There are two problems with this thought. One, the Framers of the Constitution clearly didn't intend for quid pro quo corruption to be the only kind of behavior they found to be corruption. There's contemporaneous evidence that the Framers thought the British Parliament was corrupt because they were improperly dependent on the King rather than the people. That suggests the conservatives err with the originalist argument that bribery is the only thing to combat. Two, quid pro quo corruption is basically impossible to police in the federal government thanks to the Speech or Debate Clause and a split in circuit court rulings that SCOTUS has refused to resolve, making it seem like the federal government officially is not corrupt in any way.
 
2014-04-07 11:38:03 AM  
So Nixon really wasn't a crook?
 
2014-04-07 11:41:30 AM  

Serious Black: That's the kicker here. In order for McCutcheon v. FEC to be correctly decided, Citizens United v. FEC also had to be correctly decided. And going further back, Buckley v. Valeo had to be correctly decided.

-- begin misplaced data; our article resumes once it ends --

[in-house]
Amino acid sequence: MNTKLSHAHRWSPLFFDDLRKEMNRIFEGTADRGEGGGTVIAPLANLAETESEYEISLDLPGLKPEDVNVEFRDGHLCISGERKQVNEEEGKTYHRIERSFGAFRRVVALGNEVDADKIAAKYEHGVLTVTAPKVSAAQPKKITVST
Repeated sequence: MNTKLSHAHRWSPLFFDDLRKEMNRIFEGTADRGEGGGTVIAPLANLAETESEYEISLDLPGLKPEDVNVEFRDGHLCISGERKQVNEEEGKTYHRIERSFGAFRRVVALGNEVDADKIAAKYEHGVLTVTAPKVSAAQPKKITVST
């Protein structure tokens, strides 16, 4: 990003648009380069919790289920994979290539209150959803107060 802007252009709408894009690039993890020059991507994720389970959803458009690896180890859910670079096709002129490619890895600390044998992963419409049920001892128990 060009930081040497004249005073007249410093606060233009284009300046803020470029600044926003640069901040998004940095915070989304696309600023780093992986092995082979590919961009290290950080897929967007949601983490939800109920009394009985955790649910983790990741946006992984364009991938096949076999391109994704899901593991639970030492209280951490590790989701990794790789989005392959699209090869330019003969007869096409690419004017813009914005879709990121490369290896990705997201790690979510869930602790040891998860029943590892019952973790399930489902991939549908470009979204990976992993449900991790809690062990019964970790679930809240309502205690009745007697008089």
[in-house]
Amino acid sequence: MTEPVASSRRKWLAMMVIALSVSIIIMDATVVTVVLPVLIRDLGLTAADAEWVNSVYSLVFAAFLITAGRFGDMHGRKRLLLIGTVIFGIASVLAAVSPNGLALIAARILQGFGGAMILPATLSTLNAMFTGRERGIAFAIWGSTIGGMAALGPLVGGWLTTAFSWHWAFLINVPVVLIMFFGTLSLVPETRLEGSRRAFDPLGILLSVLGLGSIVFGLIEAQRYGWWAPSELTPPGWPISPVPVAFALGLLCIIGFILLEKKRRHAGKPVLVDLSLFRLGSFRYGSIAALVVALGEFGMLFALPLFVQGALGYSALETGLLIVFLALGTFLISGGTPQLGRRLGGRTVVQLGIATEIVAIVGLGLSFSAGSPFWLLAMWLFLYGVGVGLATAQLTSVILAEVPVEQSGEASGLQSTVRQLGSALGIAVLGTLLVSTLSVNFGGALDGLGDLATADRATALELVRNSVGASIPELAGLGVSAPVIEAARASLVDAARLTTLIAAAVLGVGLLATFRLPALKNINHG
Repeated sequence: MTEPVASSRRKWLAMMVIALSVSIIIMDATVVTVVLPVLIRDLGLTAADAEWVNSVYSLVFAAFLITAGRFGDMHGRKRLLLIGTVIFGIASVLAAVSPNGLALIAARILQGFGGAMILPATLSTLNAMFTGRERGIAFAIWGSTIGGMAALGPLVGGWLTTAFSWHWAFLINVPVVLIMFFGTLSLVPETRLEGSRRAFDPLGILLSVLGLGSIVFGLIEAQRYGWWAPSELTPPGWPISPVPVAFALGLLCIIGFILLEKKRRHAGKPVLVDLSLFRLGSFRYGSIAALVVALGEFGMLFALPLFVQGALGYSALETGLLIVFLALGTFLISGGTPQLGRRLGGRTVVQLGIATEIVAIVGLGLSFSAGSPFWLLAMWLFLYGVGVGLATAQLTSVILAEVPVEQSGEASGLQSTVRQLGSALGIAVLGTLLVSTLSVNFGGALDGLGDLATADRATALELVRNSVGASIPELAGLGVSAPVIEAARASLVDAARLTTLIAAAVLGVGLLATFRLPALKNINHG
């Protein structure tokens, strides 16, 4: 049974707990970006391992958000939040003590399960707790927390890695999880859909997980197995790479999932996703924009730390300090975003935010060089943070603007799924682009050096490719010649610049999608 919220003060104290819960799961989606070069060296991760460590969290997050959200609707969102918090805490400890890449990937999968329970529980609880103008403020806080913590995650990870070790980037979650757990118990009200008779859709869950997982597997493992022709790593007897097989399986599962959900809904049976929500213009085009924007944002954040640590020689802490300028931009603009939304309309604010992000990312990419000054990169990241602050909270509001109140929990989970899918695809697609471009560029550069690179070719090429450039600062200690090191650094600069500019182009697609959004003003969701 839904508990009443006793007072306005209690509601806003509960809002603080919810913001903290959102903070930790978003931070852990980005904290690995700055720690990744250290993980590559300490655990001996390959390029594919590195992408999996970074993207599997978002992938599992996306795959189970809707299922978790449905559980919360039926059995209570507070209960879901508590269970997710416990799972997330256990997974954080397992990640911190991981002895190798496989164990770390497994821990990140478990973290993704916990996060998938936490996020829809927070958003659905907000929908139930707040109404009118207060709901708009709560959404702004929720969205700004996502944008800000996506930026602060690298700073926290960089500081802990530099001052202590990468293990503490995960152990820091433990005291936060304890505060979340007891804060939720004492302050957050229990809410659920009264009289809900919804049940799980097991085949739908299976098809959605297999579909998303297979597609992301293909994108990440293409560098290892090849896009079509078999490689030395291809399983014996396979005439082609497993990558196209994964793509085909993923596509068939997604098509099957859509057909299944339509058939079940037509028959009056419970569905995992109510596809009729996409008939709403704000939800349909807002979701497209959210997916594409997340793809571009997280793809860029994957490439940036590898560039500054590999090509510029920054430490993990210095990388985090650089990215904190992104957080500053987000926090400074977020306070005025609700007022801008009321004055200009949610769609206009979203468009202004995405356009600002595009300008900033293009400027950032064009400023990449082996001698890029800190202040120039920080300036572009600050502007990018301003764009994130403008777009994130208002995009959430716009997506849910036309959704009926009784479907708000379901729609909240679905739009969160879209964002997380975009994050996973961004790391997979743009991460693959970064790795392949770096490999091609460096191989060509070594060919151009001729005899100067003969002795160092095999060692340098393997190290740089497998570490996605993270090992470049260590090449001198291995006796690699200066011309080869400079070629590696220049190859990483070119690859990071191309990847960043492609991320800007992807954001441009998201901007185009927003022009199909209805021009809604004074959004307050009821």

All of these cases hinged on the definition of the word "corruption" as SCOTUS has agreed consistently that Congress has the power to prevent corruption or the appearance of corruption. The plurality opinion and concurring opinion both said that the aggregate limits did nothing to address quid pro quo corruption, meaning outright bribery, so they were unconstitutional. They also said quid pro quo corruption was the only kind of corruption that Congress has the power to prevent.

There are two problems with this thought. One, the Framers of the Constitution clearly didn't intend for quid pro quo corruption to be the only kind of behavior they found to be corruption. There's contemporaneous evidence that the Framers thought the British Parliament was corrupt because they were improperly dependent on the King rather than the people. That suggests the conservatives err with the originalist argument that bribery is the only thing to combat. Two, quid pro quo corruption is basically impossible to police in the federal government thanks to the Speech or Debate Clause and a split in circuit court rulings that SCOTUS has refused to resolve, making it seem like the federal government officially is not corrupt in any way.